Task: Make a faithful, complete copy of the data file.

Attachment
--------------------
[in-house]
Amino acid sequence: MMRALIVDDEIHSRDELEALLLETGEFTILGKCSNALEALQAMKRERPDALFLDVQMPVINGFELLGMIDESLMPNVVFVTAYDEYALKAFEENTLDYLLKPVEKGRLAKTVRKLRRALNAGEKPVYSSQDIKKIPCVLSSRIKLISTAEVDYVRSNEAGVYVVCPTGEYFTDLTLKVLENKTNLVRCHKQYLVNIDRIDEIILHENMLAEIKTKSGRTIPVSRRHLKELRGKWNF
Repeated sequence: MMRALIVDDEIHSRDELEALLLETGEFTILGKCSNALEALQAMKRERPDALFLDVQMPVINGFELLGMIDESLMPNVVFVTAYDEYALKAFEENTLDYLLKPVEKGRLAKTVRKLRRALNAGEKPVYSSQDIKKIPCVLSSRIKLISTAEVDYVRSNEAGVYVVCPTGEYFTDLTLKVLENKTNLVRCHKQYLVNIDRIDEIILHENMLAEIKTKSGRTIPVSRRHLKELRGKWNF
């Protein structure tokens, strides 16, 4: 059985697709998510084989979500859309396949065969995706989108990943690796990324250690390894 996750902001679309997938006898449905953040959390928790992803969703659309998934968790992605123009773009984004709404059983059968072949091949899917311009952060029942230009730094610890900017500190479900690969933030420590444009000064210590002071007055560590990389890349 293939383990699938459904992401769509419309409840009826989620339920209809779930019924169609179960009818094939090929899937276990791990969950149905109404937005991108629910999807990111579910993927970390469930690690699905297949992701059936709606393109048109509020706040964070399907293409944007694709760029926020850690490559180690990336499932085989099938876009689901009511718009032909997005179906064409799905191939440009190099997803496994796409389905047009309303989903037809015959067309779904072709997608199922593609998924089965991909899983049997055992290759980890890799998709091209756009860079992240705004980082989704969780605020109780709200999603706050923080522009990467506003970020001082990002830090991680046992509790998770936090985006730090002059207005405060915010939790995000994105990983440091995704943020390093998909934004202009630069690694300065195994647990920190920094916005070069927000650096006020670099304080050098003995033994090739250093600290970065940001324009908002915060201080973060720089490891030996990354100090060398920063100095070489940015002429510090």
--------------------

[in-house]
Amino acid sequence: MMRALIVDDEIHSRDELEALLLETGEFTILGKCSNALEALQAMKRERPDALFLDVQMPVINGFELLGMIDESLMPNVVFVTAYDEYALKAFEENTLDYLLKPVEKGRLAKTVRKLRRALNAGEKPVYSSQDIKKIPCVLSSRIKLISTAEVDYVRSNEAGVYVVCPTGEYFTDLTLKVLENKTNLVRCHKQYLVNIDRIDEIILHENMLAEIKTKSGRTIPVSRRHLKELRGKWNF
Repeated sequence: MMRALIVDDEIHSRDELEALLLETGEFTILGKCSNALEALQAMKRERPDALFLDVQMPVINGFELLGMIDESLMPNVVFVTAYDEYALKAFEENTLDYLLKPVEKGRLAKTVRKLRRALNAGEKPVYSSQDIKKIPCVLSSRIKLISTAEVDYVRSNEAGVYVVCPTGEYFTDLTLKVLENKTNLVRCHKQYLVNIDRIDEIILHENMLAEIKTKSGRTIPVSRRHLKELRGKWNF
């Protein structure tokens, strides 16, 4: 059985697709998510084989979500859309396949065969995706989108990943690796990324250690390894 996750902001679309997938006898449905953040959390928790992803969703659309998934968790992605123009773009984004709404059983059968072949091949899917311009952060029942230009730094610890900017500190479900690969933030420590444009000064210590002071007055560590990389890349 293939383990699938459904992401769509419309409840009826989620339920209809779930019924169609179960009818094939090929899937276990791990969950149905109404937005991108629910999807990111579910993927970390469930690690699905297949992701059936709606393109048109509020706040964070399907293409944007694709760029926020850690490559180690990336499932085989099938876009689901009511718009032909997005179906064409799905191939440009190099997803496994796409389905047009309303989903037809015959067309779904072709997608199922593609998924089965991909899983049997055992290759980890890799998709091209756009860079992240705004980082989704969780605020109780709200999603706050923080522009990467506003970020001082990002830090991680046992509790998770936090985006730090002059207005405060915010939790995000994105990983440091995704943020390093998909934004202009630069690694300065195994647990920190920094916005070069927000650096006020670099304080050098003995033994090739250093600290970065940001324009908002915060201080973060720089490891030996990354100090060398920063100095070489940015002429510090």